The opinion of the court was delivered by: John E. Miller, District Judge.
The plaintiff as Secretary of Labor instituted this action
under Section 17 of the Fair Labor Standards Act of 1938, 52
Stat. 1060, as amended in 1949, 63 Stat. 910, 29 U.S.C.A. § 201
et seq., to enjoin the defendant from violating the overtime
compensation and record keeping provisions of the Act.
The answer of defendant was filed on March 9, 1953, and on the
same date defendant propounded to the plaintiff nine
interrogatories under Rule 33, F.R.C.P., 28 U.S.C.A. The
interrogatories were answered by plaintiff on March 24, 1953. On
April 1, 1953, plaintiff propounded to defendant seven
interrogatories under the rule, which interrogatories were
answered by defendant on April 27, 1953.
On April 13, 1953, the Court set the case for trial on its
merits on April 29, 1953, and at the trial plaintiff introduced
six witnesses, together with exhibits to their testimony,
including the defendant, Robert B. Bell, who was called for cross
examination under Rule 43(b), F.R.C.P.
The defendant, together with exhibits to his testimony, was the
only witness in his behalf.
At the conclusion of the trial the case was submitted and the
Court advised the parties that findings of fact and conclusions
of law would be filed as soon as might reasonably be done, and
upon which the judgment of the Court would be entered, and the
Court after considering the pleadings, the ore tenus testimony of
the witnesses, and the exhibits, now makes and files the
following findings of fact and conclusions of law, separately
The plaintiff, Martin P. Durkin, is the Secretary of Labor,
United States Department of Labor, and the suit was filed by him
in his official capacity.
The defendant is a citizen of the State of Arkansas and resides
in the City of Mena, Polk County, within the Fort Smith Division
of the Western District of Arkansas and is now and was at all
times material herein the sole owner and operator of a radio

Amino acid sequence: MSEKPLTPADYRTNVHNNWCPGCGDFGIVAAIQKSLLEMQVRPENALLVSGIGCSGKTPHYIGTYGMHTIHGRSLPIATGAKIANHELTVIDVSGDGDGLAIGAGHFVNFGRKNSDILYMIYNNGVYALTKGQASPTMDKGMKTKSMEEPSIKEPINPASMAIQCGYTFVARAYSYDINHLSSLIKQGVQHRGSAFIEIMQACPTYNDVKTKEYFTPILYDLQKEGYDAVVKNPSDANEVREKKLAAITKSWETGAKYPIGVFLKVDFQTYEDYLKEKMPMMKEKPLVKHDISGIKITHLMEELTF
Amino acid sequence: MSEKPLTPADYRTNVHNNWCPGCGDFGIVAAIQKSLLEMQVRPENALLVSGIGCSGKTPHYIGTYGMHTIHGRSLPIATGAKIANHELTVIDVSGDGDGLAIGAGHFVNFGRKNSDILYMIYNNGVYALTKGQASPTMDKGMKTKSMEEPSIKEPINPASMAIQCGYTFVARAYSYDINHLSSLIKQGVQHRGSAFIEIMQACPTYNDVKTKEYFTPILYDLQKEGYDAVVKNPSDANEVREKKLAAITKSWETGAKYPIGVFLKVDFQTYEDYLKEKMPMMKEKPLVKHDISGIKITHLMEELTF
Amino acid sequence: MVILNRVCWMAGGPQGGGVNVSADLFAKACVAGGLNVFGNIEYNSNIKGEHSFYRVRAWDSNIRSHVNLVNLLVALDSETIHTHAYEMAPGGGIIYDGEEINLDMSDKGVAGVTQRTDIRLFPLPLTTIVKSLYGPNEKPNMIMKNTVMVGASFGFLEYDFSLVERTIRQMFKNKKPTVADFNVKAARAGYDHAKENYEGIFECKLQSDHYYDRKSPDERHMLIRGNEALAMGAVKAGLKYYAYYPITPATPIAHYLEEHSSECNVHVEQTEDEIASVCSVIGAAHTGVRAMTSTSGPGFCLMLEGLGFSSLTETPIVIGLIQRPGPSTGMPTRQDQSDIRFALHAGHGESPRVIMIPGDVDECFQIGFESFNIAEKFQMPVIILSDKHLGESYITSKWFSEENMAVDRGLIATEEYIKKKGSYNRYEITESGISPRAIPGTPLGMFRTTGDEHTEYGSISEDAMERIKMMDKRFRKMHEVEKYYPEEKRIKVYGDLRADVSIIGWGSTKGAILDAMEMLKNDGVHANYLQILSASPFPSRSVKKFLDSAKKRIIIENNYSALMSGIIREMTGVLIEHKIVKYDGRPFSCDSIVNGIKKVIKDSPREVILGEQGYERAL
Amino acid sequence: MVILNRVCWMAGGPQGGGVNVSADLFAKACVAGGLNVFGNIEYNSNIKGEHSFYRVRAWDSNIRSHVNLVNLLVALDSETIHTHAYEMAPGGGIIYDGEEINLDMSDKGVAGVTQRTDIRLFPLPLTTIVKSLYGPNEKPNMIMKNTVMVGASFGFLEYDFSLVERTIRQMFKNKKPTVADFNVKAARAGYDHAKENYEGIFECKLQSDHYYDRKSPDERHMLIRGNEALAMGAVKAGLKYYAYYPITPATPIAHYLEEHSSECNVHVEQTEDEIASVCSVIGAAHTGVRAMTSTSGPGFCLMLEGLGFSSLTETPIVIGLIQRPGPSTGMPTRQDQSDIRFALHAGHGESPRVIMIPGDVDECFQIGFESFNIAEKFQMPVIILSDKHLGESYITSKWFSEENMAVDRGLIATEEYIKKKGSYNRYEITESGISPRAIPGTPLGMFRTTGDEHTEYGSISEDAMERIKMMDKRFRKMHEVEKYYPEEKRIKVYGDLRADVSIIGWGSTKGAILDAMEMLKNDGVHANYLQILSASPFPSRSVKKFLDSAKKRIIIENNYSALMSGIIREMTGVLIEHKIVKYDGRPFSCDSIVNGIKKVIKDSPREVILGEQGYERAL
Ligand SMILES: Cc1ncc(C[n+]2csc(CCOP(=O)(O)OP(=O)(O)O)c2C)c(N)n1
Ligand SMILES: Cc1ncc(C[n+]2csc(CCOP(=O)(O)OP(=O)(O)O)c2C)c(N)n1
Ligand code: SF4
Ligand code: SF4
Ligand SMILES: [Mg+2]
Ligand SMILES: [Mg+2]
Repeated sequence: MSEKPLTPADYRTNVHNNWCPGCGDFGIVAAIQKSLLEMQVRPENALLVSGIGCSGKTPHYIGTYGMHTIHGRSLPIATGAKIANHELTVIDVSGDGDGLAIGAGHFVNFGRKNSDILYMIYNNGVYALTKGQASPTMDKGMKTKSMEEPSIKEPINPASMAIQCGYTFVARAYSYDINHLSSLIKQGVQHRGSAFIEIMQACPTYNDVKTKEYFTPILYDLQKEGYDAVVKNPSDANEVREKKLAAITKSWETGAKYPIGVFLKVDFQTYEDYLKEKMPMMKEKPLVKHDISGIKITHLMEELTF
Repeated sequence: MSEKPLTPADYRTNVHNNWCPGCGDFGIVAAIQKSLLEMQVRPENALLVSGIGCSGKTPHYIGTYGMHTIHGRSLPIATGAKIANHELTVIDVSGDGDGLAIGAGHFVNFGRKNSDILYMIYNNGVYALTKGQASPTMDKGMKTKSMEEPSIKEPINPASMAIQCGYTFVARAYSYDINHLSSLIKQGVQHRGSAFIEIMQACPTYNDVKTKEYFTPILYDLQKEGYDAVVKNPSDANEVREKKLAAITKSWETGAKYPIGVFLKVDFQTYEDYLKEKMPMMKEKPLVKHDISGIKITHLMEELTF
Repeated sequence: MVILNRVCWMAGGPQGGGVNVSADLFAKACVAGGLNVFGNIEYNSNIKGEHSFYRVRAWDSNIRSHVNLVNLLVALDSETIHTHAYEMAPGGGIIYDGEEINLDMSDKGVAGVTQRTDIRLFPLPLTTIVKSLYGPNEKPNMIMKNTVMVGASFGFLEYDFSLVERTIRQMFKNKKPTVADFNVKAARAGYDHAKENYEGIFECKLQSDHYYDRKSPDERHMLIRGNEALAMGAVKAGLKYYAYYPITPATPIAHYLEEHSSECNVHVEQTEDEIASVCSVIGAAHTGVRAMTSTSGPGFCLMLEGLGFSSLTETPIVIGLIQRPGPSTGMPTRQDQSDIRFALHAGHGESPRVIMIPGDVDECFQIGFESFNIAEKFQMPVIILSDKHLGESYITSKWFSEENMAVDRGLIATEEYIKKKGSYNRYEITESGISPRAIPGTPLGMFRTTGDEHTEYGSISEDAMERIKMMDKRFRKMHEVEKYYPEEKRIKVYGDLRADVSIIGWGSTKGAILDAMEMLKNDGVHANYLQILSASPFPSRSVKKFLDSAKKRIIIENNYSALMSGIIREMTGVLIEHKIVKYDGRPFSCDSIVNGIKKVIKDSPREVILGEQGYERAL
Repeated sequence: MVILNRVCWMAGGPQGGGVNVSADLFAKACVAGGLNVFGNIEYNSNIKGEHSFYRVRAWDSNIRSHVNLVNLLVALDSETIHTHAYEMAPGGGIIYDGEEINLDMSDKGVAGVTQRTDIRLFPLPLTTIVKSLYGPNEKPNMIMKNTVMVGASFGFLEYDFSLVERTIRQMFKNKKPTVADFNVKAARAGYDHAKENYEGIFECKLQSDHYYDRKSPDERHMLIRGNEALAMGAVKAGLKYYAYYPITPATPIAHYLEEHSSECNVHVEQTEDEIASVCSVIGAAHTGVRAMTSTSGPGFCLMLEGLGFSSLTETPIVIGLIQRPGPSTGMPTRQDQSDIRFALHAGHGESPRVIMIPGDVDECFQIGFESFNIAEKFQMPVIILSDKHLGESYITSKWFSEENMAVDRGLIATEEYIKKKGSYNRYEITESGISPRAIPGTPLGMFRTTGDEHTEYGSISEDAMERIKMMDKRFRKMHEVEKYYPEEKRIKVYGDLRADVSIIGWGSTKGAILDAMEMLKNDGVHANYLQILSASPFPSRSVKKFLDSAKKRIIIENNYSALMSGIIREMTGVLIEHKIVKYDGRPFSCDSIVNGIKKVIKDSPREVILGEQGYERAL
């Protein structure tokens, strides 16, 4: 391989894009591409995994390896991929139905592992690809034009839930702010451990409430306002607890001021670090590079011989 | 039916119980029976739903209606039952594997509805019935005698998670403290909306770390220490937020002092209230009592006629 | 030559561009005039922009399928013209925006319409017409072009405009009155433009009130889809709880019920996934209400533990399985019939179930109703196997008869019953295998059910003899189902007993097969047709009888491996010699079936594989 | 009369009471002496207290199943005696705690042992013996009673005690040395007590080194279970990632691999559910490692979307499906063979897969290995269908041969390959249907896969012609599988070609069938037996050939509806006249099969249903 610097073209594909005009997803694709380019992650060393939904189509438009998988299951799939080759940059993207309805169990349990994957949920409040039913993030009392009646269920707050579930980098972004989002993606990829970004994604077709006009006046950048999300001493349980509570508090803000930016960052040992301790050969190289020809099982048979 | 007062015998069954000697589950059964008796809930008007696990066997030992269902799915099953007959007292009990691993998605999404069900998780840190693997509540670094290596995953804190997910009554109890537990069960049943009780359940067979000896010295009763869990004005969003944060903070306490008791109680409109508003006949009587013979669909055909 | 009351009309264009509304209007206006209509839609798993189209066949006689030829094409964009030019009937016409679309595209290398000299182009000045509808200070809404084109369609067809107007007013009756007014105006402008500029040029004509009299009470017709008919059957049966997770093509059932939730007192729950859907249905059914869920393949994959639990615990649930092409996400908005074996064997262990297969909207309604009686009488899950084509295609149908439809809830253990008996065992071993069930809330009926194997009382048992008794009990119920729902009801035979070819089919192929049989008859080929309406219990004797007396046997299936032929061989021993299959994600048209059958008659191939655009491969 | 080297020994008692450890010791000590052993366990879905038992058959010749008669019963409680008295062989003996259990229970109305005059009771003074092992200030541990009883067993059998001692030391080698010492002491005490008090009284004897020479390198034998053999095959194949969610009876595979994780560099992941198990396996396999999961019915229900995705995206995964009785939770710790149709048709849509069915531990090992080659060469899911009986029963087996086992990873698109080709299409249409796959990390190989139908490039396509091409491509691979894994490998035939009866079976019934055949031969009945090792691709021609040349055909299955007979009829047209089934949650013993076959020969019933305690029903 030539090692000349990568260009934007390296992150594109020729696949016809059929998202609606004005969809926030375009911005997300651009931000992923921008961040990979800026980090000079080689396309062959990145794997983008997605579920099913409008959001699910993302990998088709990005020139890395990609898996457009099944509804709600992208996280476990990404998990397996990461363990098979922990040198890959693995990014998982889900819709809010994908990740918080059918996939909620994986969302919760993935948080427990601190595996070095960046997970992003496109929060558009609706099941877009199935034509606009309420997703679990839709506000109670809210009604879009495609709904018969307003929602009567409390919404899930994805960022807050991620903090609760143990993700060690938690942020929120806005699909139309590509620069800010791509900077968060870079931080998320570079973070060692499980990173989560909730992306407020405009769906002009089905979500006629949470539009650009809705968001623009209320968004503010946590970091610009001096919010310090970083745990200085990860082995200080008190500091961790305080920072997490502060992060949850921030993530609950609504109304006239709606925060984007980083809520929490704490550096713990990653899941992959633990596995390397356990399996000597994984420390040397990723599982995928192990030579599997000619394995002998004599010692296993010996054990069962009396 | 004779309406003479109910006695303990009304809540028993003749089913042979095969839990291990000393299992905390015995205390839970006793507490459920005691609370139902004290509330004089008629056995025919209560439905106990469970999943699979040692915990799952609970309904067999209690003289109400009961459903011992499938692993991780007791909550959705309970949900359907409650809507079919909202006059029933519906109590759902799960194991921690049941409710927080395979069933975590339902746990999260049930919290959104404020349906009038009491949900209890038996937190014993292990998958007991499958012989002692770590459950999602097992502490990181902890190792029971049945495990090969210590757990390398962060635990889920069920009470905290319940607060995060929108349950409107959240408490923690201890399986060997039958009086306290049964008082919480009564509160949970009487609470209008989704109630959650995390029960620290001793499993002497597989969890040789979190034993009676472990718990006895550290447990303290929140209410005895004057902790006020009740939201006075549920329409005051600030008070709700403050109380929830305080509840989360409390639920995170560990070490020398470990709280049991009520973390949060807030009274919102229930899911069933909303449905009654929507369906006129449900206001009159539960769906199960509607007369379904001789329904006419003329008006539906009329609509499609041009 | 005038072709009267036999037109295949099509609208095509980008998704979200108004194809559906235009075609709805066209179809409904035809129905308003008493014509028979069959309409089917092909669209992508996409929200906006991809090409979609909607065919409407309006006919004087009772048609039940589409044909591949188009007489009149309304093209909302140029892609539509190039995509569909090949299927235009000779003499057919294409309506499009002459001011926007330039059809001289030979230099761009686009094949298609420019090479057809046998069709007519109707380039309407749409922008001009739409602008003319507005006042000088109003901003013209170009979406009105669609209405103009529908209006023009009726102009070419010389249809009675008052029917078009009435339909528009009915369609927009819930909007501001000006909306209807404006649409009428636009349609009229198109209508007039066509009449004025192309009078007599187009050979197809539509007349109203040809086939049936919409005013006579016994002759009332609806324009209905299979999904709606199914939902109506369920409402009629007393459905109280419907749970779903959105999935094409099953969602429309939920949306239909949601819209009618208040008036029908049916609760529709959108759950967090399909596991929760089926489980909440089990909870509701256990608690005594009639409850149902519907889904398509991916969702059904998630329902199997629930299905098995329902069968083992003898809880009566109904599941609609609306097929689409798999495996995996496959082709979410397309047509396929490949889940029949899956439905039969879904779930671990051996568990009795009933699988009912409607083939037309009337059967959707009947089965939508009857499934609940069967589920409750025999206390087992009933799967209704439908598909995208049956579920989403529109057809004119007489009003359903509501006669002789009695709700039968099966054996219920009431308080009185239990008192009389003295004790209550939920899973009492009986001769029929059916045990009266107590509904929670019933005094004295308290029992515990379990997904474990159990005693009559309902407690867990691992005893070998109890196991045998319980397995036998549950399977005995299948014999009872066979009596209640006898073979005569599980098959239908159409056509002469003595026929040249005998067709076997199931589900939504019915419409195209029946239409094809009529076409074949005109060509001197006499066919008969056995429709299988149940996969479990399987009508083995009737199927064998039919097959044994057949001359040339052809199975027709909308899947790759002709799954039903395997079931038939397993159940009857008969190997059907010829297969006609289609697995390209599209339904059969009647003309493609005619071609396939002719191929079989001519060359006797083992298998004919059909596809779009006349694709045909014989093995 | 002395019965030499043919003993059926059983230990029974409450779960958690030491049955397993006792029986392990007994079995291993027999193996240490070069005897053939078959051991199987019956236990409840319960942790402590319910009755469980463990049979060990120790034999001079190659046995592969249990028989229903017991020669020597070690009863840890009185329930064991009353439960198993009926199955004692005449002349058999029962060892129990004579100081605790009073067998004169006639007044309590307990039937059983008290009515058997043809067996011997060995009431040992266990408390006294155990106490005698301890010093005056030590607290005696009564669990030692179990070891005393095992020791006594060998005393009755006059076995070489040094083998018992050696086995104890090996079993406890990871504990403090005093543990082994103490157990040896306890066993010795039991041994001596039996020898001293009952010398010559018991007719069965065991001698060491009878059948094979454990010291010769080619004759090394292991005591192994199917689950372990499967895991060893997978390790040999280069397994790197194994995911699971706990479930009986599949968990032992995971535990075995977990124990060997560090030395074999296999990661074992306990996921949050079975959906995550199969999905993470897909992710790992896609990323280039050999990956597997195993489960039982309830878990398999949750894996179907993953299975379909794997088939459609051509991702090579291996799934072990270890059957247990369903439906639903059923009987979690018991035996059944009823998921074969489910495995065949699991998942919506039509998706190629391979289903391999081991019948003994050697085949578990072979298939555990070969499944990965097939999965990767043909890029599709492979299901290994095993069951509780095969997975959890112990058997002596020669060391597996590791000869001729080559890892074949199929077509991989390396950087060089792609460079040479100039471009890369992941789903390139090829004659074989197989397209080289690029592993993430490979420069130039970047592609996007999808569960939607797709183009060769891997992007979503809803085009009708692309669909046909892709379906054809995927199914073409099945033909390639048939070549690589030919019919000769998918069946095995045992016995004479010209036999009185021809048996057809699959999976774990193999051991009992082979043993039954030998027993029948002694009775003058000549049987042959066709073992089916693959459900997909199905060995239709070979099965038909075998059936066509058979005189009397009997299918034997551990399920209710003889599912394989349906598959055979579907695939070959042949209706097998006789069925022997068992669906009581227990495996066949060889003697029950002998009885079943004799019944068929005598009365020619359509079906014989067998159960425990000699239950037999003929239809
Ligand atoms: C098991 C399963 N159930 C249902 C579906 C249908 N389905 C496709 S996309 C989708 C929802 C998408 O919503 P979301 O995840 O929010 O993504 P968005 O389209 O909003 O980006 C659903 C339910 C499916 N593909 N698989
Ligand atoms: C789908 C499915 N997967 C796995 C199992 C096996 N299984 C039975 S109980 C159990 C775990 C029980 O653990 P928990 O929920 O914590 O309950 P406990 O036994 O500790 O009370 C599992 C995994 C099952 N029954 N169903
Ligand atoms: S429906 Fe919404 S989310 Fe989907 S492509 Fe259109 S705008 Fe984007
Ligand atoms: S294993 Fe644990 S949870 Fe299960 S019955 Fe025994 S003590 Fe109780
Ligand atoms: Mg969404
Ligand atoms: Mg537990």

station under the name and style of KENA Broadcasting Company. In
the operation of the radio station he engages in commercial radio
broadcasting and in receiving, handling, transmitting and
disseminating news and communications in interstate commerce.
The defendant has been operating the station for approximately
two years. During the latter part of April, 1952, the business
was investigated by Harold A. Loser, an investigator of the Wage
and Hour Division of the Department of Labor, and at that time
the investigator advised the defendant that he was not keeping
proper records of the hours worked by his employees, but did not
advise defendant wherein his records were defective except that
he did leave with the defendant a bulletin which merely directed
that a person engaged in business in interstate commerce to which
the Fair Labor Standards Act applied should in general keep such
records as to reveal the names of the employees, the hours worked
and their rate of pay. This investigator did not leave with the
defendant any official information or regulations and evidenced
no inclination or desire to assist the defendant in setting up a
system of records that might meet the technical requirements of
the Wage and Hour Division.
In July, 1952, and in the early part of October, 1952, the
defendant was again investigated by Investigator Shelby R. Gott,
and Gott positively refused to offer any suggestions of any kind
to the defendant or to advise him in any manner as to the records
that plaintiff is now insisting were not properly kept.
The defendant in his testimony detailed what occurred between
him and Investigator Gott and the refusal of the investigator to
offer any suggestions notwithstanding the request of the
defendant and the statement of the defendant to the investigator
that he desired to fully comply with the law. This investigator
was present in the court room at the time and heard the testimony
of the defendant, but for some reason the investigator was ...